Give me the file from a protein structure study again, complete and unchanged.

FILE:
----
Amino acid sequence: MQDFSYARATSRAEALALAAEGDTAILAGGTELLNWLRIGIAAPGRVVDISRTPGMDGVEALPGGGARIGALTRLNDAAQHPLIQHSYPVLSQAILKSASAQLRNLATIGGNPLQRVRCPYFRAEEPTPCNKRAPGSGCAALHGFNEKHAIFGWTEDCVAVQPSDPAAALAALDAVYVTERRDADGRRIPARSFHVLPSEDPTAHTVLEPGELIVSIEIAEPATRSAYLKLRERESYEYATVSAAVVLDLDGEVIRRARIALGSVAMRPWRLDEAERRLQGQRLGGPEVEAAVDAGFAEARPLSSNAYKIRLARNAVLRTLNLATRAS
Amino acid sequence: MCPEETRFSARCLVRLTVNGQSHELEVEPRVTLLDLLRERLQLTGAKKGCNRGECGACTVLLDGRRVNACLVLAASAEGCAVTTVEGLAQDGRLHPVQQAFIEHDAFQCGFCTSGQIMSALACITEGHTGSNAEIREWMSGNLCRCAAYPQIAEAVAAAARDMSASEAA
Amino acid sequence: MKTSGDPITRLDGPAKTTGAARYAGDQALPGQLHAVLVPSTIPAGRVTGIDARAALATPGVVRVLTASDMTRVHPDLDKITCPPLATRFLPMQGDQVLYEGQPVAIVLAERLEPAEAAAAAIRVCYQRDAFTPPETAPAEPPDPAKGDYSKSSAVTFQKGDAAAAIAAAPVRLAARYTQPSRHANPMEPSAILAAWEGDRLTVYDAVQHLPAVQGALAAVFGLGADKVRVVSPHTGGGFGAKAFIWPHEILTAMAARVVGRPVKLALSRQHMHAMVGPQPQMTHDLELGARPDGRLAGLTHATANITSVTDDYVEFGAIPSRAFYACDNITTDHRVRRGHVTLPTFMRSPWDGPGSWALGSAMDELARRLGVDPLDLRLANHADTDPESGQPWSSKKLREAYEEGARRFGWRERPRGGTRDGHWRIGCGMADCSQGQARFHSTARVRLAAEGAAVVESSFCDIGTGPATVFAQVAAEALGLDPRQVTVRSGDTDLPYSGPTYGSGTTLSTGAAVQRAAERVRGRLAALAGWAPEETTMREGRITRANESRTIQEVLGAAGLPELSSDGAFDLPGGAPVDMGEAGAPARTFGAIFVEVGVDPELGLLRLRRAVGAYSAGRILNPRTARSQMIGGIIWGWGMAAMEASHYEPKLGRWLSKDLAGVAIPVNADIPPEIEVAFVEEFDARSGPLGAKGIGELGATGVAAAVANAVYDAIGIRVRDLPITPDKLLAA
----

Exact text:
Amino acid sequence: MQDFSYARATSRAEALALAAEGDTAILAGGTELLNWLRIGIAAPGRVVDISRTPGMDGVEALPGGGARIGALTRLNDAAQHPLIQHSYPVLSQAILKSASAQLRNLATIGGNPLQRVRCPYFRAEEPTPCNKRAPGSGCAALHGFNEKHAIFGWTEDCVAVQPSDPAAALAALDAVYVTERRDADGRRIPARSFHVLPSEDPTAHTVLEPGELIVSIEIAEPATRSAYLKLRERESYEYATVSAAVVLDLDGEVIRRARIALGSVAMRPWRLDEAERRLQGQRLGGPEVEAAVDAGFAEARPLSSNAYKIRLARNAVLRTLNLATRAS
Amino acid sequence: MCPEETRFSARCLVRLTVNGQSHELEVEPRVTLLDLLRERLQLTGAKKGCNRGECGACTVLLDGRRVNACLVLAASAEGCAVTTVEGLAQDGRLHPVQQAFIEHDAFQCGFCTSGQIMSALACITEGHTGSNAEIREWMSGNLCRCAAYPQIAEAVAAAARDMSASEAA
Amino acid sequence: MKTSGDPITRLDGPAKTTGAARYAGDQALPGQLHAVLVPSTIPAGRVTGIDARAALATPGVVRVLTASDMTRVHPDLDKITCPPLATRFLPMQGDQVLYEGQPVAIVLAERLEPAEAAAAAIRVCYQRDAFTPPETAPAEPPDPAKGDYSKSSAVTFQKGDAAAAIAAAPVRLAARYTQPSRHANPMEPSAILAAWEGDRLTVYDAVQHLPAVQGALAAVFGLGADKVRVVSPHTGGGFGAKAFIWPHEILTAMAARVVGRPVKLALSRQHMHAMVGPQPQMTHDLELGARPDGRLAGLTHATANITSVTDDYVEFGAIPSRAFYACDNITTDHRVRRGHVTLPTFMRSPWDGPGSWALGSAMDELARRLGVDPLDLRLANHADTDPESGQPWSSKKLREAYEEGARRFGWRERPRGGTRDGHWRIGCGMADCSQGQARFHSTARVRLAAEGAAVVESSFCDIGTGPATVFAQVAAEALGLDPRQVTVRSGDTDLPYSGPTYGSGTTLSTGAAVQRAAERVRGRLAALAGWAPEETTMREGRITRANESRTIQEVLGAAGLPELSSDGAFDLPGGAPVDMGEAGAPARTFGAIFVEVGVDPELGLLRLRRAVGAYSAGRILNPRTARSQMIGGIIWGWGMAAMEASHYEPKLGRWLSKDLAGVAIPVNADIPPEIEVAFVEEFDARSGPLGAKGIGELGATGVAAAVANAVYDAIGIRVRDLPITPDKLLAA